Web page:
Agadir Tourism: Sights and Attractions

As the most popular resort in Morocco, Agadir’s life revolves around its beautiful beaches and sports. The town itself, modern and purpose-built, has very little to offer in terms of sightseeing, the markets and the ancient Kasbah are rather uninspiring.

Agadir Beach

The beach in Agadiris as good as they come: a huge expanse of sand reasonably sheltered from the ocean winds. The city authorities keep the beach reasonably clean and well patrolled to keep hustlers away.

As well as cafes and sunbeds, there are plenty of sports to indulge in. There is jet-skiing available at the Palm Beach Club and near Hotel Amadil Beach. You can also rent quad bikes and beach buggies or take a horse and camel ride along the beach.

It should be stressed that the ocean here has a very strong Atlantic undercurrent which is not suitable for children.

The Fishing Port

The fishing port of Agadir is well worth a stroll. Plenty of fishing boats dock here with fishermen unloading their catch of the day: sardines, sea bass, codfish, tuna, lobster and crayfish are on offer. You can haggle for fish at low prices or have it grilled, baked or in a tagine at the grills by the entrance.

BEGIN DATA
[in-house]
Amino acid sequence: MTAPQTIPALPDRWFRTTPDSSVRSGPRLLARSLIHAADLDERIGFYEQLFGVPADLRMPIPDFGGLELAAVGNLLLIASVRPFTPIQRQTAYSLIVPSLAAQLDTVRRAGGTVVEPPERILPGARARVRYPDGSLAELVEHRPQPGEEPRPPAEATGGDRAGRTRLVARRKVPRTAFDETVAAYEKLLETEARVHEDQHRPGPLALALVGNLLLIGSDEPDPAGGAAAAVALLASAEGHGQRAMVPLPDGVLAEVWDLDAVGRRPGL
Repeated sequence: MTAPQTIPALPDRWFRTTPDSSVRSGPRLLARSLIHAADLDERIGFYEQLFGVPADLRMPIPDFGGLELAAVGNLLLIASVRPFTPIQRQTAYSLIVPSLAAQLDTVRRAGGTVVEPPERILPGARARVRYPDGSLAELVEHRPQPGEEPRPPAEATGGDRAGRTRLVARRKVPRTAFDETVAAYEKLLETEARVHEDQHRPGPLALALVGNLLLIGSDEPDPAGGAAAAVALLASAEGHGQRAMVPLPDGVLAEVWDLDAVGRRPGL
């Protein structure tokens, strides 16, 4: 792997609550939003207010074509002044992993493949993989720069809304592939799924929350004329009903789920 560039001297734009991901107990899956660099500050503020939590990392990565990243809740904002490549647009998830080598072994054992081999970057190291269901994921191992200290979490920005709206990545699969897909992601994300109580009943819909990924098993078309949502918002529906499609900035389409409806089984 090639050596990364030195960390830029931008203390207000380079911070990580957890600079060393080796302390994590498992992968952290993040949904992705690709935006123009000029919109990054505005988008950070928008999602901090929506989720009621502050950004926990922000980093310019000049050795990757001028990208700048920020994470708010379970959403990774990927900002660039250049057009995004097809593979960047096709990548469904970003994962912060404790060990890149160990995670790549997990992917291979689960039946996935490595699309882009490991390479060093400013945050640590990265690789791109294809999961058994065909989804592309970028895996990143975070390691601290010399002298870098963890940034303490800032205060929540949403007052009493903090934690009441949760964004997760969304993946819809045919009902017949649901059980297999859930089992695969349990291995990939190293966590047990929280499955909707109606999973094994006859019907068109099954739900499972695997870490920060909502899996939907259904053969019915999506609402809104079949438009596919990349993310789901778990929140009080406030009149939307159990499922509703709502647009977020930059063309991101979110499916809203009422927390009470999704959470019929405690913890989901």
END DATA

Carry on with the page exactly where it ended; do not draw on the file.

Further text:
The Old Kasbah

The old Kasbah of Agadir is one of the few remaining sights of the old Agadir to have survived the destruction of the 1960s earthquake.

Clearly visible from central Agadir, the old Kasbah is an 8 kilometre trip on the hill to the north of the port. Following the earthquake, much of the original citadel – dating back to the 16th century – was destroyed, but you can still see the bare outline of this once-imposing fortress. The view over Agadir and the azure-waters of the coast is also amazing and not to be missed.